Less than a week after President Donald Trump ordered the killing of Iranian Quds Force commander Qasem Soleimani, the U.S. House of Representatives passed a resolution requiring Trump to seek congressional approval for any further military action against Iran. The Senate will likely pass a similar resolution soon, with several Republicans expected to break ranks to vote to check the president’s war-making power. And Congress is simultaneously deep in an impeachment process born of the president’s dealings with Ukraine.
One might be tempted to conclude from all this activity that the legislature is finally clawing back some of the foreign policy and national security power that it has delegated to the president over the last half century, and especially since 9/11. And to be sure, in the weeks before the Soleimani strike, the House heard testimony from a parade of diplomats and national security officials about their experiences making and defending U.S. policy toward Ukraine. The Senate held hearings on the inspector general’s report on the origins of the FBI investigation into possible links between the Trump campaign and Russian interference in the 2016 election. And Congress passed the annual defense bill as well as a trade deal to replace the North American Free Trade Agreement.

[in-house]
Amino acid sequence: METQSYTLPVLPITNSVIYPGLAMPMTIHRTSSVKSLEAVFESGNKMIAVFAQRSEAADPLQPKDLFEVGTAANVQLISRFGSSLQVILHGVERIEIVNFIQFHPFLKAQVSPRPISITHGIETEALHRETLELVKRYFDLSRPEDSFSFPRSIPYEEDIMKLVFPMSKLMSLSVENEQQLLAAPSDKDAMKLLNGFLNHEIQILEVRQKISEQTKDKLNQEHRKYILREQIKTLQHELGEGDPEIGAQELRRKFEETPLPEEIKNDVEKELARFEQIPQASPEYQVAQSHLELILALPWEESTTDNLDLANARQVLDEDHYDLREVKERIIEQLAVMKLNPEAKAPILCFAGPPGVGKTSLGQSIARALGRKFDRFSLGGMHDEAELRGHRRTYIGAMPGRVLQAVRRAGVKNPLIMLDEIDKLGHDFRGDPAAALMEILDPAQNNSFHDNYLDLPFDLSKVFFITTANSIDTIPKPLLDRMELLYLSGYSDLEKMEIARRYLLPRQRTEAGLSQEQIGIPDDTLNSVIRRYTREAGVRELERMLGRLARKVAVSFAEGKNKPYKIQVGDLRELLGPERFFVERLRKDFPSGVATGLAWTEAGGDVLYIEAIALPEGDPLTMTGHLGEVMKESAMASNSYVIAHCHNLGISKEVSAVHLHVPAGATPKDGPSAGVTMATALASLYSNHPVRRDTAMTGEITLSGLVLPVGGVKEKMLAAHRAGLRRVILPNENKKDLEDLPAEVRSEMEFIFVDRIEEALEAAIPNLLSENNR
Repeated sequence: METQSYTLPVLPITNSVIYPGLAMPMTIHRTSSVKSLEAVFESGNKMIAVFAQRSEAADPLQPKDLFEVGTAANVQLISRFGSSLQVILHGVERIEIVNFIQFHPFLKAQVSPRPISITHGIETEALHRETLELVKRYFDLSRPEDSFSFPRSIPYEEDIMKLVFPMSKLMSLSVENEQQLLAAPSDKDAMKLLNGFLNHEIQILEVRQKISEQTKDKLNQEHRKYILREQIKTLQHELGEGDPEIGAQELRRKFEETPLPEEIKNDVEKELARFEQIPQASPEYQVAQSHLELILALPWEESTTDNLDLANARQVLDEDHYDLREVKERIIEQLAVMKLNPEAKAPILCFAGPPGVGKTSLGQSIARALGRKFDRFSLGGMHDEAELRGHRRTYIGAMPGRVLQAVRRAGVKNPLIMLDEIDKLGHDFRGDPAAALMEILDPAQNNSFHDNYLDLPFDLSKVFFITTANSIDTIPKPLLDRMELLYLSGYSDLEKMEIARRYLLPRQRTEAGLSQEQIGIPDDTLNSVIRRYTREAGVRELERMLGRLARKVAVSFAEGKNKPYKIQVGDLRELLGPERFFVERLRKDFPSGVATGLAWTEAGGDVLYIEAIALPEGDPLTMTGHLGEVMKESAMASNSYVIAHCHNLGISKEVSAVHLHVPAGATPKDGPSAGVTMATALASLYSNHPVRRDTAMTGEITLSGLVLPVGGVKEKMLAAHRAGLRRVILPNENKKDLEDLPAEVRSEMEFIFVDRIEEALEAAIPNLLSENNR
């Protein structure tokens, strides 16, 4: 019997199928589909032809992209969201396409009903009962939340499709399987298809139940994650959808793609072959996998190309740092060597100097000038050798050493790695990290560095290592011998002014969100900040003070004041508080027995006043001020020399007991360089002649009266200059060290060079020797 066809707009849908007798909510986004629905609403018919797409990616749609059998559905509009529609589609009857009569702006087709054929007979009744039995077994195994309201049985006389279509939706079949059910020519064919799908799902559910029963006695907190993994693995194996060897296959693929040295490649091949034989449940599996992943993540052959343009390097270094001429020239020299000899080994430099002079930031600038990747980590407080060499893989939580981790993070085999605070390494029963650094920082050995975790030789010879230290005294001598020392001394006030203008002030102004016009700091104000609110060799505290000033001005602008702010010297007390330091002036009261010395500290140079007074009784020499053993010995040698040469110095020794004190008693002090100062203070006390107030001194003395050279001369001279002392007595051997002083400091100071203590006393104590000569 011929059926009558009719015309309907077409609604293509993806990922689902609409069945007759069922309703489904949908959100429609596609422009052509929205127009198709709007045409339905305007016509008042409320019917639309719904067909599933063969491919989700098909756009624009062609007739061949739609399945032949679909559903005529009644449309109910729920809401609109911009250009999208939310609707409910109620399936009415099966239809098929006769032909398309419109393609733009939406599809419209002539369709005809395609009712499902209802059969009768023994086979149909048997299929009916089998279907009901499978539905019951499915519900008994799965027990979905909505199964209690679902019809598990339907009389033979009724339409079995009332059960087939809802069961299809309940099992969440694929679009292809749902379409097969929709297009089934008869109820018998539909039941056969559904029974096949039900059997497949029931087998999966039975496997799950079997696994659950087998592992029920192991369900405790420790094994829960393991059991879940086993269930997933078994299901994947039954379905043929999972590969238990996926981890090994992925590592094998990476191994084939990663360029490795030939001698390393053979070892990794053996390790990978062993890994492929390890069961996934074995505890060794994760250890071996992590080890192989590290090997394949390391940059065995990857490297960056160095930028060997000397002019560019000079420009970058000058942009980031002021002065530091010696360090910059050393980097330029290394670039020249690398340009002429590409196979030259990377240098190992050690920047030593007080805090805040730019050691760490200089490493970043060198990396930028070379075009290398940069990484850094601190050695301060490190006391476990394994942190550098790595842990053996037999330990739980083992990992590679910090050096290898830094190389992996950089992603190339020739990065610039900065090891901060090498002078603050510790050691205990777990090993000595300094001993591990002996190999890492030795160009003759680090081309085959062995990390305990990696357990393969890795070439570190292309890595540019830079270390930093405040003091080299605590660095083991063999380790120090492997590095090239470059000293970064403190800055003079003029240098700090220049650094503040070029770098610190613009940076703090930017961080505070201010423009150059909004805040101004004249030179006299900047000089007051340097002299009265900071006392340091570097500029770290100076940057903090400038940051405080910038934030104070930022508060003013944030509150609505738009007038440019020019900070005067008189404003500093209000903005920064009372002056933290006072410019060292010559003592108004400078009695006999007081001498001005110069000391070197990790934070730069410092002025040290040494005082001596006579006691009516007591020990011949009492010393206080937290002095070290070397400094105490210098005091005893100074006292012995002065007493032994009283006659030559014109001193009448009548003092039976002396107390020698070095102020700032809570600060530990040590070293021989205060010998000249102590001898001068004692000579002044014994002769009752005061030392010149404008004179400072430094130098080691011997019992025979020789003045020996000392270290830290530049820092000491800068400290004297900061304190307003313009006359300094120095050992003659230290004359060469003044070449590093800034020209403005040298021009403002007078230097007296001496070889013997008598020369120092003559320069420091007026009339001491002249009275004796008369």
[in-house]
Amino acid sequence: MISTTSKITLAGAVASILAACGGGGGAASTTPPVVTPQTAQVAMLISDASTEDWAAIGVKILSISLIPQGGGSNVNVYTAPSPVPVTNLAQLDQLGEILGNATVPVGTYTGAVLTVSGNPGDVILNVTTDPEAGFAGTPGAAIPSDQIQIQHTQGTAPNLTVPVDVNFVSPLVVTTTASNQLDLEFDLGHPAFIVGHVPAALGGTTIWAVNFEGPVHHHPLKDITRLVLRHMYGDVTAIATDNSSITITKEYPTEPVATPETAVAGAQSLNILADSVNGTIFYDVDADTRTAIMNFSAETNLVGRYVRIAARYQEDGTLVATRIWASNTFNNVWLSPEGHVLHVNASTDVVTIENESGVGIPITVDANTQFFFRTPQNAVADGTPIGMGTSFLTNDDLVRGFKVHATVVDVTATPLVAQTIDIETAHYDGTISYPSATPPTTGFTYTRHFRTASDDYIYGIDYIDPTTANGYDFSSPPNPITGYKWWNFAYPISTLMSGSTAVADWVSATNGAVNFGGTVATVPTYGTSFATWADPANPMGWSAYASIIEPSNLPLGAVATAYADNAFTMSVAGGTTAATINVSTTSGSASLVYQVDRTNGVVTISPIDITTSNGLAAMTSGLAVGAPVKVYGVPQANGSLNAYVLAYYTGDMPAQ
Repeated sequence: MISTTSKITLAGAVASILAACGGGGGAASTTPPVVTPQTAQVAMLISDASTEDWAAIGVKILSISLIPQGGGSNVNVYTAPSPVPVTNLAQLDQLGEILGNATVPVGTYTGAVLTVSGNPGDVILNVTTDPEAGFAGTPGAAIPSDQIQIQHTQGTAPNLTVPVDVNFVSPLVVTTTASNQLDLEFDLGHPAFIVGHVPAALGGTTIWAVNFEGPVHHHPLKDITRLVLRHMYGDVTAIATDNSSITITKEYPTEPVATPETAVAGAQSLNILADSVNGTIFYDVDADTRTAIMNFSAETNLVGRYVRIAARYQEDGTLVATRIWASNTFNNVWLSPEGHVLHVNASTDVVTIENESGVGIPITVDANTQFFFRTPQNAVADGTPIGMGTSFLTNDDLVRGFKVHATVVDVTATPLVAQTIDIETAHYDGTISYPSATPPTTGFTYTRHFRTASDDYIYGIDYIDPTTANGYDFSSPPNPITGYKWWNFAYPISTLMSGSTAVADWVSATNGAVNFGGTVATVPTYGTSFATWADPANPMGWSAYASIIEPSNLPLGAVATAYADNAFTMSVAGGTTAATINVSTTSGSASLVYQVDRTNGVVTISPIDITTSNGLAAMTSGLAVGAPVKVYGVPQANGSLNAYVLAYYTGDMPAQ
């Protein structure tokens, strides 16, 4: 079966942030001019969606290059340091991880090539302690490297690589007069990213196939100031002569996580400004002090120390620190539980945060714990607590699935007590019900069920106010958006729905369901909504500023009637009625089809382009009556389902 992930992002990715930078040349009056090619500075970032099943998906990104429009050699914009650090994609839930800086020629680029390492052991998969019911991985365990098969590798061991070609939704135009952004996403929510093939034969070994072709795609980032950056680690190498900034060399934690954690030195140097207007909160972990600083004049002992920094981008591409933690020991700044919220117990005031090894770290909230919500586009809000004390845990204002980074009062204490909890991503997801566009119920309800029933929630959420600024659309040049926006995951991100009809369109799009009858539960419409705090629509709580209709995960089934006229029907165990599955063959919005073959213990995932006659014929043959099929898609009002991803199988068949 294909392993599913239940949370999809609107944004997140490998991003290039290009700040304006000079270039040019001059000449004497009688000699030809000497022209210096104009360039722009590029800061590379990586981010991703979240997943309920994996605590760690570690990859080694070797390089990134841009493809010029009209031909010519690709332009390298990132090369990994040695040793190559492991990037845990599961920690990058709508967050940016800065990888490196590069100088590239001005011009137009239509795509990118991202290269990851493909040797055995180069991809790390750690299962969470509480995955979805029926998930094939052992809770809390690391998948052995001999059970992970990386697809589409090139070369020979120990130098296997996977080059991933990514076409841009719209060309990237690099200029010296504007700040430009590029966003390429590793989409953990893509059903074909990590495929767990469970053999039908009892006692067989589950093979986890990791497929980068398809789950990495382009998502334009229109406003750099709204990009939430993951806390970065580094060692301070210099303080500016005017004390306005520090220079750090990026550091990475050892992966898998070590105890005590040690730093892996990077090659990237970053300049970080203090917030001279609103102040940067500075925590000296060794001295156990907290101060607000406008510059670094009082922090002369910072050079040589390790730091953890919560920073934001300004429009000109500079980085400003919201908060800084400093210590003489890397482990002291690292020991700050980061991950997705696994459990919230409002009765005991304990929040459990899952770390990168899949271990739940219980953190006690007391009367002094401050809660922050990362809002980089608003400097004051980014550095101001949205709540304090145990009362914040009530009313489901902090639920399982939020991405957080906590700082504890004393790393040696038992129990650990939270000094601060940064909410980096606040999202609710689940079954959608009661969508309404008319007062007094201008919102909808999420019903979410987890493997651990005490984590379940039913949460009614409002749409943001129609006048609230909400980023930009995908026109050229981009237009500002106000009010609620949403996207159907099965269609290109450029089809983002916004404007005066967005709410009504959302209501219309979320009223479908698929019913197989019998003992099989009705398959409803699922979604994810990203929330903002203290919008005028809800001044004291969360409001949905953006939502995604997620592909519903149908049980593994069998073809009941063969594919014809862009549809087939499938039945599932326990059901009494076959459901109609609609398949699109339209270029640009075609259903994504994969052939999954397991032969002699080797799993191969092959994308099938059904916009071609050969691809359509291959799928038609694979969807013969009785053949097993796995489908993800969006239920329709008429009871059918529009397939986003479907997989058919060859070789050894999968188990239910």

But don’t be fooled by the sudden congressional focus on foreign policy. Congress remains in a weak position to restrain the president overseas. The Democrats believe that Trump’s efforts to withhold aid to Ukraine until its government agreed to investigate former Vice President Joe Biden constituted an abuse of power and necessitated a vote to impeach the president. But the outcome of the Senate trial will reflect domestic politics, not senators’ views about legislative oversight of foreign affairs. Congress’s inability to pass a veto-proof bill to limit the president’s war powers in Iran, moreover, is one more sign that the balance of power on foreign policy isn’t shifting back toward the legislative branch.